Scott Horton Interviews Alan Bock

Scott Horton, March 06, 2009

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Alan Bock, senior editorial writer at the Orange County Register and regular Antiwar.com columnist, discusses the escalating drug-related violence in Mexico, how the Prohibition regulatory framework idled by the 21st Amendment found a second life policing marijuana use, the allure of black-market profits and the counterproductive and predictable results of the war on drugs.

MP3 here. (24:34)

Alan Bock is a columnist and the senior writer for the editorial page of the Orange County Register where he has written editorials and columns for more than 25 years. He is the author of Waiting to Inhale – The Politics of Medical Marijuana and Ambush at Ruby Ridge. His “Eye on the Empire” column is a regular feature on Antiwar.com.

5 Responses to “Alan Bock”

  1. Oh, how many times have I had this discussion with ‘conservative’ relatives (I wouldn’t stay friends with such imbeciles). DRUGS DON’T CAUSE VIOLENCE, MONEY DOES.

    If a packet of cigarettes or a six-pack of beer cost $200, then people would steal, swindle, even kill, to get the money to buy them. And those running the trade would not hesitate to maim/torture/murder to keep the profits in their hands.

    Radix malorum est cupiditas.

  2. I think drug abuse is foremost about overusing superfluous pharmaceutical products, which is much more widespread and detrimental to public health and economy, but by saying that I am just placing myself well beyond the allowable limits of any discussion, so I’ll take that back (but not really.)

    There is another environmental dimension to the use of drugs, somewhat beyond the scope here, which is that the expectation the user has of the drugs will determine his (or her) behavior as opposed to or perhaps will superseed a more clinical or deterministic (bio)chemical based expectation pattern.

    I am not making this up. http://www.bbc.co.uk/radio4/factual/thinkingallowed/thinkingallowed_20090211.shtml

    I don’t really have an idea whether it is true, sounds plausible to me within bounds. But suppose that it is to a certain level, then it is conceivable to suppose that an environment in which “a war on drugs” is the norm, propaganda creates images in which you will never recover from smoking a joint and getting caught with a barely detectable quantity of some ‘illegal substance’ on you will get you behind bars forever would create a culture and induce a pattern of expectation in any individual user that’s not necessarily all that positive. All that is positive is perhaps the feedback of the loop between repression and abuse.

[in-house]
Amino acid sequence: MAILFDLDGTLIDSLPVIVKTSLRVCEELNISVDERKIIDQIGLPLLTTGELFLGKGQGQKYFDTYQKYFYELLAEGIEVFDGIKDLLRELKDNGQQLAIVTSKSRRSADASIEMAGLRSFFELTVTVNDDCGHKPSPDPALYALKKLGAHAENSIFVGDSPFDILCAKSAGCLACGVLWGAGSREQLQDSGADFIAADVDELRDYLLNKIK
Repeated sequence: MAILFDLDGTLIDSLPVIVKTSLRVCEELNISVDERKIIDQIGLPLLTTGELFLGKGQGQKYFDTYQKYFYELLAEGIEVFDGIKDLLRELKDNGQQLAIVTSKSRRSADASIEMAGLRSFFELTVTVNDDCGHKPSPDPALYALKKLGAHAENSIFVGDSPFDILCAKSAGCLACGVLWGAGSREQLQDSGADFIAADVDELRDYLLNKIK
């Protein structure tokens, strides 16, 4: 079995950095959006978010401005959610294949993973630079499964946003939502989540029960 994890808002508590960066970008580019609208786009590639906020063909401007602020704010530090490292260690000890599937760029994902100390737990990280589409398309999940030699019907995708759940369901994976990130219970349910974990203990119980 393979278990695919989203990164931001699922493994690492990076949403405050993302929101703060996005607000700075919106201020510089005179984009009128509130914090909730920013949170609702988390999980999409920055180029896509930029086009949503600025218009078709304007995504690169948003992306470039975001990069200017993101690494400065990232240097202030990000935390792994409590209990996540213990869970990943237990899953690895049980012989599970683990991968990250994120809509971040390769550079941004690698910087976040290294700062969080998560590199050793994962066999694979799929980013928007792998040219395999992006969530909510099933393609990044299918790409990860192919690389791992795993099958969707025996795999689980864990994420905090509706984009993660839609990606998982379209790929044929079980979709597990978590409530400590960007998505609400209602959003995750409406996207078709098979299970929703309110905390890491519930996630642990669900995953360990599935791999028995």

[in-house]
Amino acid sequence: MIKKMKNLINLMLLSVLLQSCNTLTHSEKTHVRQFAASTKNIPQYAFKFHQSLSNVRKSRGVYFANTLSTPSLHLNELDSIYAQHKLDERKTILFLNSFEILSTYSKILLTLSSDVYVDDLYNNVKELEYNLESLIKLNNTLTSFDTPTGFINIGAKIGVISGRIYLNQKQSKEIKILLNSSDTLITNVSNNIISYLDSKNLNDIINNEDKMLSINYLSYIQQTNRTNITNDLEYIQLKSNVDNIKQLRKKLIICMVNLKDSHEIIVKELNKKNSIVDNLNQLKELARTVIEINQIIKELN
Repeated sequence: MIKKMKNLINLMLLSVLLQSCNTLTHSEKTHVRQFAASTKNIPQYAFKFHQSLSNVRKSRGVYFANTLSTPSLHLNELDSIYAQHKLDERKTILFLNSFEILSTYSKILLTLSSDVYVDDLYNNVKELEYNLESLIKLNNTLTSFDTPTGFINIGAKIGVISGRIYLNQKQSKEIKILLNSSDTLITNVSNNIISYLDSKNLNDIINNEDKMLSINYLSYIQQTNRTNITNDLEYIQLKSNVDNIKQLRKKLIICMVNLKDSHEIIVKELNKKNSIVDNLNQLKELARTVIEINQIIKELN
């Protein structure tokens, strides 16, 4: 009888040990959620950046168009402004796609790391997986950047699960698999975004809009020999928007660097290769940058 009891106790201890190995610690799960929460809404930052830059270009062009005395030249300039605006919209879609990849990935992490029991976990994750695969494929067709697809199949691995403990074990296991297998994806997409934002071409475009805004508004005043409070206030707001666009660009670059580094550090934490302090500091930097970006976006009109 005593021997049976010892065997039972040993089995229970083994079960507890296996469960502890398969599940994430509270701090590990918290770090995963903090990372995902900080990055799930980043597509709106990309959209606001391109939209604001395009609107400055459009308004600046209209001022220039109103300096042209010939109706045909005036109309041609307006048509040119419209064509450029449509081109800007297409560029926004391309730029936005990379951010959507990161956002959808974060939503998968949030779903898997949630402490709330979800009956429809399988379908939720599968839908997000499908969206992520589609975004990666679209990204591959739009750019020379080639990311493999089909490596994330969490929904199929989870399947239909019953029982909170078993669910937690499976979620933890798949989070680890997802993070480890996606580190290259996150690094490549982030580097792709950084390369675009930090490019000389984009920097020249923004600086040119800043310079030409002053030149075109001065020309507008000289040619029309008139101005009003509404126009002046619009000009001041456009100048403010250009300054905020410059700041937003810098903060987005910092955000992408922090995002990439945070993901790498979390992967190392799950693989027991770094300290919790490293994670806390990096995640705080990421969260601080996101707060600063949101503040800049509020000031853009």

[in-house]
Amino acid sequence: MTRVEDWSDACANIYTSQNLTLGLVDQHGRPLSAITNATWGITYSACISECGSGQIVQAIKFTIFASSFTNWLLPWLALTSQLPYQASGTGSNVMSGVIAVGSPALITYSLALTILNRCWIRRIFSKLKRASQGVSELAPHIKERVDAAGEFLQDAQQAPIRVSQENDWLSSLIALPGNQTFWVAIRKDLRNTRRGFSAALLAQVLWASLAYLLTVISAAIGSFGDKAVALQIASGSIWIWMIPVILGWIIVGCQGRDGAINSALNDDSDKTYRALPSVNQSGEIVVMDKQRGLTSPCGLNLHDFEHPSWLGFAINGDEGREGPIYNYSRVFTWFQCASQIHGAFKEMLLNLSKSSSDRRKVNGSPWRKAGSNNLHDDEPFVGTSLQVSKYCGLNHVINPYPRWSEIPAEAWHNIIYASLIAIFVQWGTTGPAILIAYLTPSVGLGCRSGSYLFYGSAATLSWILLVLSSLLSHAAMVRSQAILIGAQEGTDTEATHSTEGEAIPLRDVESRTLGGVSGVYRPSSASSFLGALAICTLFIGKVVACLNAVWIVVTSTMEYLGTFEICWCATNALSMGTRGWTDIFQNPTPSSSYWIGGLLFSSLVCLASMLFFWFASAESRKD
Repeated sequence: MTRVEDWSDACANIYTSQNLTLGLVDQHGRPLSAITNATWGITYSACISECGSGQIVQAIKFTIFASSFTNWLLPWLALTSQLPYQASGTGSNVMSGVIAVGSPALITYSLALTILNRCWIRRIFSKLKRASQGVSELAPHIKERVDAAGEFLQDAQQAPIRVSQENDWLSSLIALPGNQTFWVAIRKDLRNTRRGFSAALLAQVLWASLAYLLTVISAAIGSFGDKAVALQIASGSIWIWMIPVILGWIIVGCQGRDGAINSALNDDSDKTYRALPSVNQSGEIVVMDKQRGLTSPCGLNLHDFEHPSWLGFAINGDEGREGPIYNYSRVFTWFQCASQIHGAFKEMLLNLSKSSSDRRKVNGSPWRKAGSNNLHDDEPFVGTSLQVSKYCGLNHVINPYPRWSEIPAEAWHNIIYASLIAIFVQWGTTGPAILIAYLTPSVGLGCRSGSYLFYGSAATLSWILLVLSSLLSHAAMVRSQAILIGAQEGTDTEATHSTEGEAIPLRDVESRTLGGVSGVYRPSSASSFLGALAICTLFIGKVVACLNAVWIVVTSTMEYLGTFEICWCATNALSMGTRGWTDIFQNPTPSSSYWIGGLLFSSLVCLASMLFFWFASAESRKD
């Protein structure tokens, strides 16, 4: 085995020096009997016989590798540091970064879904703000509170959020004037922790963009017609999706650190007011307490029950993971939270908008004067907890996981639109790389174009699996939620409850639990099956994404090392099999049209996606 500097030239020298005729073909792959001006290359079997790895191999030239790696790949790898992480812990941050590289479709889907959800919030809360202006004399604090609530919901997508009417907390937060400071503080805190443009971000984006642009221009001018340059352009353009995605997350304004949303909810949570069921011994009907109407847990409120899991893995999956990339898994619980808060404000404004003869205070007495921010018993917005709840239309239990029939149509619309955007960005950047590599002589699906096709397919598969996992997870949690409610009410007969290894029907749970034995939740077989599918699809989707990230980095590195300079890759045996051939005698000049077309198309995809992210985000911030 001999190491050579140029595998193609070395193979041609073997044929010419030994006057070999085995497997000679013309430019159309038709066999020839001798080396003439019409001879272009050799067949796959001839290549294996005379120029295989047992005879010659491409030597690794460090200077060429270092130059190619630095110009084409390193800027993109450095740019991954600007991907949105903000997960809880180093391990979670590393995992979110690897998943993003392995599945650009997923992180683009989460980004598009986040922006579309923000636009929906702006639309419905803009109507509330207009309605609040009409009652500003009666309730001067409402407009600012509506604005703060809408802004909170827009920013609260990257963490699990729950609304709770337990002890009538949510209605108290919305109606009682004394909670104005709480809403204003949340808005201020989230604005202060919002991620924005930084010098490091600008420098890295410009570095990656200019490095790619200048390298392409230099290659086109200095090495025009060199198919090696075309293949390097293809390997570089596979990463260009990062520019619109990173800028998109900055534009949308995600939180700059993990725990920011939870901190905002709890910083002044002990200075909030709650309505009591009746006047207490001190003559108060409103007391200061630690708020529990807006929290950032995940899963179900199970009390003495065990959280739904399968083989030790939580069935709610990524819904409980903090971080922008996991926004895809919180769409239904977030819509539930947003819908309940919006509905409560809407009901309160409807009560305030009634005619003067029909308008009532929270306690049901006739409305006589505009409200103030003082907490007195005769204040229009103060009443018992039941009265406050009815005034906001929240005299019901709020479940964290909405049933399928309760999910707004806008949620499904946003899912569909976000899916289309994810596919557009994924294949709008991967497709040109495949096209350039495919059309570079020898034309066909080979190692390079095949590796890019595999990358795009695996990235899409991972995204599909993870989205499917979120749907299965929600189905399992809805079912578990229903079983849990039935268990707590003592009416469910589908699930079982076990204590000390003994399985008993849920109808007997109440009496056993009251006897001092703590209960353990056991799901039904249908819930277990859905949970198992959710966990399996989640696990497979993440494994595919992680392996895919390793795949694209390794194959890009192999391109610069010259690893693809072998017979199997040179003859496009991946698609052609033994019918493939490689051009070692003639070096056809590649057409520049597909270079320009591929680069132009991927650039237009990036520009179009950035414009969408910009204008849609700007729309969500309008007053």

3. [...] Drug Wars in Mexico Alan Bock interviewed by Scott Horton [...]

  4. In reply to what Alexander Toth said, it’s possible what you say about the environmental dimension to drug use is true, although I can’t be said to be an expert in the subject.

    In Holland, where cannabis is sold legally, they have relatively low cannabis use and low abuse of harder drugs too. Another example I can think of is that many soldiers in Vietnam became hooked on opiates when they were out there during the war, but when they came back they were able to continue as normal, with little signs of them ever being junkies.

  5. This was good background on the political economy of the drug trade. I do hope that Scott will have Bock on the show again or in some other way revisit the subject.

    There’s another aspect to the basic context now, however, which needs to be discussed more: Namely the trend of the government’s major source of revenue toward zero within a year or two, due to collapsing oil production. What would one predict under that circumstance? You’d expect other parties that control other revenue flows bigger than normal profits, and who concomitantly have access to other means of violence, to rival the government’s control. I urge Scott, Alan and others to take a serious look at this. See e.g. Jeff Vail’s discussion of this over at The Oil Drum.com:
    http://www.theoildrum.com/node/5172

    I would also urge caution, in looking into this subject, in accepting the common claim that the decline of Mexican oil production is simply due to “lack of investment.” PEMEX paid Bechtel to build the world’s largest atmospheric nitrogen separation plant in the world a decade ago, and what it got to show for it was a few years of inflated production at Cantarell, masking the decline of non-Cantarell oil production which had set in earlier. Now it faces collapsing production partly as a _result_ of that investment, coupled with a huge current debt burden.

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